Judge: Keehan J
Citation:  EWCOP 29
HB, a 61-year-old mother of 8 with a significant history of diabetes and chronic kidney disease suffered a cardiac arrest in July 2018. Six weeks after her collapse, the treating Hospital trust brought an application to court, in essence, for confirmation that their proposed ceiling of care was lawful and in HB’s best interests.
HB had suffered an irreversible brain injury and was diagnosed as being in a vegetative state, but not a persistent vegetative state given the shortness of time since her injury. The applicant Hospital Trust proposed downsizing her tracheotomy, removing her arterial and intravenous lines, transferring her to a respiratory ward and providing her with ongoing nursing care including the administration of nutrition hydration and medication via NG tube: “Part 1” of the treatment. It sought a declaration, however, that the proposed “Part 2” of her treatment plan, being more active resuscitative care in the form of CPR, renal replacement therapy, vasoactive drugs, ventilation and a potential transfer back to ITU, would not in HB’s best interests.
HB’s 8 children, represented by her daughter and attorney FB and the Official Solicitor on HB’s behalf, agreed with Part 1, but opposed the declaration sought in relation to Part 2.
Keehan J heard telephone evidence from, among others, Dr Chris Danbury, a consultant intensivist as expert instructed by the Official Solicitor, and from HB’s daughter FB. Keehan J heard that HB’s husband had died of a heart attack 12 years previously and that his death had had a significant impact on HB and her children. Further, he heard that that FB had been appointed as HB’s attorney for health and welfare and that she and her mother had discussed HB’s wishes and feeling in the context of a previous hospital admission. FB gave evidence that HB was a practising Muslim and would wish all possible steps to be taken to keep her alive.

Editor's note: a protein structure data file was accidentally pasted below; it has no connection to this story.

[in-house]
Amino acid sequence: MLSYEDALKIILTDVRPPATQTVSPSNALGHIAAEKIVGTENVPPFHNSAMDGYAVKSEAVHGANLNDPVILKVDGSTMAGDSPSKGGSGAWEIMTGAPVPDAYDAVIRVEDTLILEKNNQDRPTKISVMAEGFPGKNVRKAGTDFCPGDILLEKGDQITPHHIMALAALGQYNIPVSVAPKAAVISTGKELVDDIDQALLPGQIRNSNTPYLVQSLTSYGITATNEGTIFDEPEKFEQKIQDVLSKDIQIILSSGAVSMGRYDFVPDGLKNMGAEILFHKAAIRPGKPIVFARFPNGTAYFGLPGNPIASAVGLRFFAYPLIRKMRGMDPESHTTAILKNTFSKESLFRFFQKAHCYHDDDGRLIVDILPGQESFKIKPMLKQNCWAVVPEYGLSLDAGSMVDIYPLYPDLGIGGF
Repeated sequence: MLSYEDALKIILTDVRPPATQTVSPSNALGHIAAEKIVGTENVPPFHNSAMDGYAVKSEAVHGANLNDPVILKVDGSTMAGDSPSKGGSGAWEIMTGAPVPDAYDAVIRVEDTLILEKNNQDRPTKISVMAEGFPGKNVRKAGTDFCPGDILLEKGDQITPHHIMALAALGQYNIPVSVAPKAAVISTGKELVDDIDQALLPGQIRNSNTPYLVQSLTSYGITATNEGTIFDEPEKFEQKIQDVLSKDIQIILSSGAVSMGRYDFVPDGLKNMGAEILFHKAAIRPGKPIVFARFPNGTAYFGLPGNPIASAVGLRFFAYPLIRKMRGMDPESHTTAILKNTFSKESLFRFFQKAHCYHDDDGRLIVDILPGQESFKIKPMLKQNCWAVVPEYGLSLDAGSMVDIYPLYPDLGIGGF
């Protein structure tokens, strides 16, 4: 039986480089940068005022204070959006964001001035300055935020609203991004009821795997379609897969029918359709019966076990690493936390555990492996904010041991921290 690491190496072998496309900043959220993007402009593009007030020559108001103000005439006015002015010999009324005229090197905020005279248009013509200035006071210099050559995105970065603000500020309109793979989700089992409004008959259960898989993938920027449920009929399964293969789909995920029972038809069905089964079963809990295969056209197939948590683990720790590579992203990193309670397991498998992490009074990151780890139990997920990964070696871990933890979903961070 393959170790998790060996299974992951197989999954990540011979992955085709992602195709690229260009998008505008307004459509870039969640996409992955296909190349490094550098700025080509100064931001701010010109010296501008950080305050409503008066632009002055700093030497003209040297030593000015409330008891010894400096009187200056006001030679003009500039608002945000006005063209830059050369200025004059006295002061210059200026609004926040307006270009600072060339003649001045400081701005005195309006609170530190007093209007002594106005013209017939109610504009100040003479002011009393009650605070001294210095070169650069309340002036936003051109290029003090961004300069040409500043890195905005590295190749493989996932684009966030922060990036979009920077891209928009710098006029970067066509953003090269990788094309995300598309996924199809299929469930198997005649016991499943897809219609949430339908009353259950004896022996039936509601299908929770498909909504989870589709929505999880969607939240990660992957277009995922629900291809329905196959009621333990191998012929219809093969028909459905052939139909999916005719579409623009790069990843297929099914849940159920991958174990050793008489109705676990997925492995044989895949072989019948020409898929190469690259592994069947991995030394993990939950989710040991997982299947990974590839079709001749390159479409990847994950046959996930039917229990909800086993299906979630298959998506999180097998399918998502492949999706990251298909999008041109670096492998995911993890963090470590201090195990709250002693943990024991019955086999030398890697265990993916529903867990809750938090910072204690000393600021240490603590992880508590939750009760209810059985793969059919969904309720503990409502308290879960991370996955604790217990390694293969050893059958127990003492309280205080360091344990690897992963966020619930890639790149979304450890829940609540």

Dr Danbury gave evidence to the effect that it was simply too early to tell what HB’s prognosis might be. He noted that she had suffered a very serious brain injury and her prognosis was poor but that if ten patients were placed before him with the same injury in the same timeframe, he would be unable to predict which of them would make no recovery whatsoever and which of them would make some recovery from their current condition. Dr Danbury did not support the Trust’s application in relation to Part 2.
Keehan J’s conclusions bear setting out in full:
Keehan J’s judgment does appear at first blush significantly to privilege the view of P over a more objective assessment of medical opinion but the facts of this case appear very much to have been driven by the shortness of time since HB’s injury and the evidence of Dr Danbury as to what her prognosis might be.
In its emphasis upon what HB would have wanted, the case is a powerful example of the post-Aintree approach to best interests decision-making in the medical field. One suspects that the clinicians may have felt more than a little discomforted at the conclusion that administering CPR would be in HB’s best interests on the facts of the case. It is crucial to be clear, however, that they were not being ordered to provide it (and nor could they be: see Aintree at para 18). They had come to court to ask it to confirm that certain treatments were in HB’s best interests, and certain treatments were not: that approach, in and of itself, gave rise to the possibility that the decision-maker (the court) would take a different view.
 Note, this decision was reached in October 2018, but did not appear on Bailii until February 2019.